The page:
Mrs L Taylor - Head of Department
Miss S McManus
Miss J Walton
WHY STUDY DRAMA?
Studying drama helps develop transferable skills that are highly desirable for a wide range of future studies and careers.
In this subject, students won’t be told ‘right’ answers, instead they will think for themselves as they problem-solve to find their own imaginative solutions.
Drama students develop skills in creativity, leadership, teamwork, research, communication and analysis. They learn how to work under pressure, managing time deadlines as they respond to new and often unexpected circumstances.
For many students this subject offers the opportunity to build self-confidence and resilience and the chance to explore thoughts, feelings and emotions of other people.
Here’s what our current Year 7 students and their families say about Drama;
Drama is putting me in someone else’s shoes
Drama is a way of expressing your feelings through acting. It’s not just a way of improving in acting but a way of improving as a person
Drama is having fun!
Drama can help individuals make more friends, as collaborating with people can help adolescents and youngsters become more social
Drama is all about working together
Drama is stepping from your comfort zone. You can be anything. It’s not solely about acting. You can learn skills you can use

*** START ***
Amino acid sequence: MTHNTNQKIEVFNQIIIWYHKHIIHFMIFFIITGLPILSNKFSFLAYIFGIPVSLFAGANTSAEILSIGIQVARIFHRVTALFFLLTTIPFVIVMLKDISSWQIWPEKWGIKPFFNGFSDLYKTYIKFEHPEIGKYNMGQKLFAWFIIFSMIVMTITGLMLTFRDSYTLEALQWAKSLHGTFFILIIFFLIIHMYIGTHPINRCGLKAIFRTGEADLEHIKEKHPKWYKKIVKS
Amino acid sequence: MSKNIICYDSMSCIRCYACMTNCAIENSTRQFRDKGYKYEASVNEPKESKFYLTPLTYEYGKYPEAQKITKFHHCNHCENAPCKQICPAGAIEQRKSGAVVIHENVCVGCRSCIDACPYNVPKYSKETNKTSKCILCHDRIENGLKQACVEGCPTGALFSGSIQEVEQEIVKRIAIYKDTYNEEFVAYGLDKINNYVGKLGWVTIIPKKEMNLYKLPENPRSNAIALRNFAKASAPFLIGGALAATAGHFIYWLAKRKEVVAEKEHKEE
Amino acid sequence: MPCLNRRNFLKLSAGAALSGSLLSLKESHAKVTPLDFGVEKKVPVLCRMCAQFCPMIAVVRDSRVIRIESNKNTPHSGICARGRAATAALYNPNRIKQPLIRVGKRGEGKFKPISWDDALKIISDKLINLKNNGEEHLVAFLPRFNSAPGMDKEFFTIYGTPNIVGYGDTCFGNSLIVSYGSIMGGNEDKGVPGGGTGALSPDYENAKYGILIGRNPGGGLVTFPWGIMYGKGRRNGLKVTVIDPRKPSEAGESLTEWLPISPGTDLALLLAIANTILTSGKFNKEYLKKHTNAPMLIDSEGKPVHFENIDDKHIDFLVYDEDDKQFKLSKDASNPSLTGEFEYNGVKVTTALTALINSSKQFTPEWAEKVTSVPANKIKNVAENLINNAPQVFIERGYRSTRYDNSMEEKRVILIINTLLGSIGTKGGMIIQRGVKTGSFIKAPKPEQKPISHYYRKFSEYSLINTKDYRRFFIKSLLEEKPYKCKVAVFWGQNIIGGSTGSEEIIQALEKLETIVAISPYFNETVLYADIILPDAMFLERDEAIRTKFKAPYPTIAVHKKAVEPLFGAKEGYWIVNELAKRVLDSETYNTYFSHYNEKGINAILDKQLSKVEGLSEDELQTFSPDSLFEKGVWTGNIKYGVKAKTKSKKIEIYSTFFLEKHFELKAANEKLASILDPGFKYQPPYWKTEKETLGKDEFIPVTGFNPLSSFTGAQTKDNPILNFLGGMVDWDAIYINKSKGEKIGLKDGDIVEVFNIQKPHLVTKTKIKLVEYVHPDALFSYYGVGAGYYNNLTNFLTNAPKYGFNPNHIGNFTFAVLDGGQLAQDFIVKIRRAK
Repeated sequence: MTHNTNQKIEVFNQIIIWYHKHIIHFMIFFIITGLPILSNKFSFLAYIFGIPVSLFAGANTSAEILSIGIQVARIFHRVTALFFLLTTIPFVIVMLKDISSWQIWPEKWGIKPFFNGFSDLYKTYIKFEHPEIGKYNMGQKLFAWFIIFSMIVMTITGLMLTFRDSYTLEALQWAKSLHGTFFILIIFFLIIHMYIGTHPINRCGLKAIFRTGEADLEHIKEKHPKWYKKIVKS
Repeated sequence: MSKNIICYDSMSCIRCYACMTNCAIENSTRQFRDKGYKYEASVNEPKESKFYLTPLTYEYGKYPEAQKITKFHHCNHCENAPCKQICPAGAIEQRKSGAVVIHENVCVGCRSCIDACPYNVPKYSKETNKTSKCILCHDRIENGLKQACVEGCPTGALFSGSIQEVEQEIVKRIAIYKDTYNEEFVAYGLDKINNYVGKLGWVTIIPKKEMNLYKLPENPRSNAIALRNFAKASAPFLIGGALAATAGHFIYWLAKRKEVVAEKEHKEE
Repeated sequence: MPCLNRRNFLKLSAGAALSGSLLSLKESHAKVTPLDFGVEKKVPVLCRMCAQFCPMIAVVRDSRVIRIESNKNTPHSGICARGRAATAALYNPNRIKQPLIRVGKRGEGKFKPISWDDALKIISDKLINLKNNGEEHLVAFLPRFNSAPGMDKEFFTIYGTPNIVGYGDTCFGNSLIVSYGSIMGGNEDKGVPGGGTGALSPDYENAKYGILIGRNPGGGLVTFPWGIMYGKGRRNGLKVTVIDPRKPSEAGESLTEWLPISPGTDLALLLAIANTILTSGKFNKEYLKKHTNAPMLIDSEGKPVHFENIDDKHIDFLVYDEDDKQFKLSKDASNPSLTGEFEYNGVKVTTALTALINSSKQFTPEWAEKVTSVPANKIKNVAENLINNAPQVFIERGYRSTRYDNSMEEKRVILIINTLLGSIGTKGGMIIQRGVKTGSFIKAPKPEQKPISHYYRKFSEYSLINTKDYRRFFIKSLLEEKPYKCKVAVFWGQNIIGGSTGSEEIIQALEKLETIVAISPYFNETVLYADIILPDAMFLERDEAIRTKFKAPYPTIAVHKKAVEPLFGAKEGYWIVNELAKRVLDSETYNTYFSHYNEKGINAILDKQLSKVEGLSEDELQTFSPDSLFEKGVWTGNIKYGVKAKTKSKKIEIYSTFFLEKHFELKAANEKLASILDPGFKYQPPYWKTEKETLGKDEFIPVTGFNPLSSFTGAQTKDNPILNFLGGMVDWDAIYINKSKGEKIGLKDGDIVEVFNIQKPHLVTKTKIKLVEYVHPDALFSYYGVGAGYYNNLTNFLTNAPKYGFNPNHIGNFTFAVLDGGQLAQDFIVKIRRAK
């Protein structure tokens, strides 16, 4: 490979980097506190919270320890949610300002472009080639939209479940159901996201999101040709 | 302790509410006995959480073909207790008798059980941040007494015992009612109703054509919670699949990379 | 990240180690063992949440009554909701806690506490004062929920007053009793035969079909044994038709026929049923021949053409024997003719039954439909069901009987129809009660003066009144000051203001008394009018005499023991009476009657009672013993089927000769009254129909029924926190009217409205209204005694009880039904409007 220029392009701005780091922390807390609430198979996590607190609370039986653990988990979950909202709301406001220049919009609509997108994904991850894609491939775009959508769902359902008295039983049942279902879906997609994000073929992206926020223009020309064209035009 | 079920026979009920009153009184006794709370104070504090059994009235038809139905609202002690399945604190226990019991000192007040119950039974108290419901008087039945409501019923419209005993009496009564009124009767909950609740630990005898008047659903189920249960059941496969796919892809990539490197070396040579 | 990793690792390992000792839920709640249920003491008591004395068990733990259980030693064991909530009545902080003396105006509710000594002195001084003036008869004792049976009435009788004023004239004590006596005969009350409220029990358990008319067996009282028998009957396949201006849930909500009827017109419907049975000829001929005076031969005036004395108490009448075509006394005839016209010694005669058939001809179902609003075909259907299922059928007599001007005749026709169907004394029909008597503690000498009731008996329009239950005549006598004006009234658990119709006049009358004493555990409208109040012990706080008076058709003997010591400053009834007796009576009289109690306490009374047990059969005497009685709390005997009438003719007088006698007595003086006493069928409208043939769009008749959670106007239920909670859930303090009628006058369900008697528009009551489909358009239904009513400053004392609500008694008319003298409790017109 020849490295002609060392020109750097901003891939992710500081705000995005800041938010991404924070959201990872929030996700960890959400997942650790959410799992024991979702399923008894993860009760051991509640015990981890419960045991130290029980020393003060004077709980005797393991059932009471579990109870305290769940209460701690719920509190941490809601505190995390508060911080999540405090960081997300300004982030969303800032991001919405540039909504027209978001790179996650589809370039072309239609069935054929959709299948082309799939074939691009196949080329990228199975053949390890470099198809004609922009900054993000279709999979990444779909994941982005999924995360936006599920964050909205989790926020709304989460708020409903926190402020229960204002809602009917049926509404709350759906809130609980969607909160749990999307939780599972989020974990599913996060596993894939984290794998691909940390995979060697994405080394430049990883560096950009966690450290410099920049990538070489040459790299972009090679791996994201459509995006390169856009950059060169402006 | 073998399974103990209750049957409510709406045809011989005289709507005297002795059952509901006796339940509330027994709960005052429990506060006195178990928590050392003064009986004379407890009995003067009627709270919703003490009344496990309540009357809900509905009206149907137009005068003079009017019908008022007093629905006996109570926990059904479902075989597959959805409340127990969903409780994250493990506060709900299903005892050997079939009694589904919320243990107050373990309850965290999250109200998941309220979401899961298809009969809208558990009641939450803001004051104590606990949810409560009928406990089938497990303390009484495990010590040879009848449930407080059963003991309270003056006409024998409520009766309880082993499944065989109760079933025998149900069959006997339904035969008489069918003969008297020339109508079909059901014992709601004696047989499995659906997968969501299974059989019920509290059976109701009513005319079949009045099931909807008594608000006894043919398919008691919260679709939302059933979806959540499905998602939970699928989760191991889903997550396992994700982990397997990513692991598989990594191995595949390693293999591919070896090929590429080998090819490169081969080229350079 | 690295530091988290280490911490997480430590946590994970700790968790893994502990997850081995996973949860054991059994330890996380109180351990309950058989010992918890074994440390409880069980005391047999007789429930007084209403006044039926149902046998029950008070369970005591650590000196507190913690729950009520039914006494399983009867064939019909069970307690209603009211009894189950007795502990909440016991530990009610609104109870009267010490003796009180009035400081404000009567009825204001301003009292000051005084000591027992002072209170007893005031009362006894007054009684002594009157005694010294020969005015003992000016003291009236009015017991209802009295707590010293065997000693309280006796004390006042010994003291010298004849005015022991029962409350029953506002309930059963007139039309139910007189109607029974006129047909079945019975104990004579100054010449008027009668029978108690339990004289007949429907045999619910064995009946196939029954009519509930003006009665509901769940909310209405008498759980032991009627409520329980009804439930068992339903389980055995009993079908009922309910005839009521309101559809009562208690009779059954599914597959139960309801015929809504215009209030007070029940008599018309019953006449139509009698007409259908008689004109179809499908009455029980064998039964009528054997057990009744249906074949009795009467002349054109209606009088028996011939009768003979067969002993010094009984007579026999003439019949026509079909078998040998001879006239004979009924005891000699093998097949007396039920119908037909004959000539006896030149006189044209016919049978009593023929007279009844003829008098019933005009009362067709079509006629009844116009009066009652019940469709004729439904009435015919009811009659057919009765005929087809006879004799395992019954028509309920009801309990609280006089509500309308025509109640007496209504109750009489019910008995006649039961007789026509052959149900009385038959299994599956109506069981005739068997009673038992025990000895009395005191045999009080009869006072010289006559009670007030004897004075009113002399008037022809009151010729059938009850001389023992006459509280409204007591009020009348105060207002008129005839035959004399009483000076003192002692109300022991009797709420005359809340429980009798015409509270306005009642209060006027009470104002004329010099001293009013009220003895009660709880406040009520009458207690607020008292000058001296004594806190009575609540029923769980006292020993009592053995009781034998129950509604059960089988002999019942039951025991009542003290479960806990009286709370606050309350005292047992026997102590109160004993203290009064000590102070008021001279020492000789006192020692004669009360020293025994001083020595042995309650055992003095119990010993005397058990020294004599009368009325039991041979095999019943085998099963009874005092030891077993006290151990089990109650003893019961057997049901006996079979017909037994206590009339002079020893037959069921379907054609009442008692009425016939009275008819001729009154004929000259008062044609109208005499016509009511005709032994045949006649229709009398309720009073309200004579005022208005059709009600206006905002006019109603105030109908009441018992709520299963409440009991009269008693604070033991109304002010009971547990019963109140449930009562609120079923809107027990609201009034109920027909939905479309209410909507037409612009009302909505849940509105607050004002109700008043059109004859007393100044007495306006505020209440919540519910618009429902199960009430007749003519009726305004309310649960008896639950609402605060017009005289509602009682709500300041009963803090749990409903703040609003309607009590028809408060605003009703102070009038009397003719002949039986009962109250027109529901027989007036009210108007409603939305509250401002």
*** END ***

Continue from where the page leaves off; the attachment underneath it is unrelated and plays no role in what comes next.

Drama is acting life on stage
When there are lots of people joining in the same thing you feel a satisfaction and a strong sense of unity
LOWER SCHOOL DRAMA
Drama is taught twice per fortnight in year 7, then once per fortnight in year 8 and 9. Lessons include a wide range of exercises aimed at developing confidence, control and performance skills as well as knowledge of theatre history, style and genre.
There are opportunities for students to work independently and in groups. Developing a strong sense of team and trust is at the core of all lessons.
Studying Drama at GCSE level (AQA) is a popular choice for students. The course is rich with opportunities to inspire, motivate and challenge students, who may elect to be assessed as an actor or designer (set, lighting, sound or costume).
Assessment at GCSE is through written examination at the end of Year 11 and NEA controlled coursework which includes practical work and a written log documenting the creative process.
During the two-year course students hone their creative skills by studying and performing a variety of published plays and learning a range of drama techniques to support the creation of their own devised piece. Regular theatre visits enable students to critique the work of professional theatre makers, and often prove to be inspirational in future performance work.
Studying Drama at Advanced Level (AQA) offers a higher level of challenge for students to develop skills or specialise in performing, directing, lighting, sound, set, costume and puppet design.
The course is assessed by a 3 hour written examination, practical examination and NEA controlled coursework.
At advanced level the course emphasises practical creativity alongside research and theoretical understanding. Students learn through experience, seeing theatre and making theatre for themselves. They are introduced to a wide range of theatrical styles, practitioners and contexts as they explore plays practically, devise and work on performances.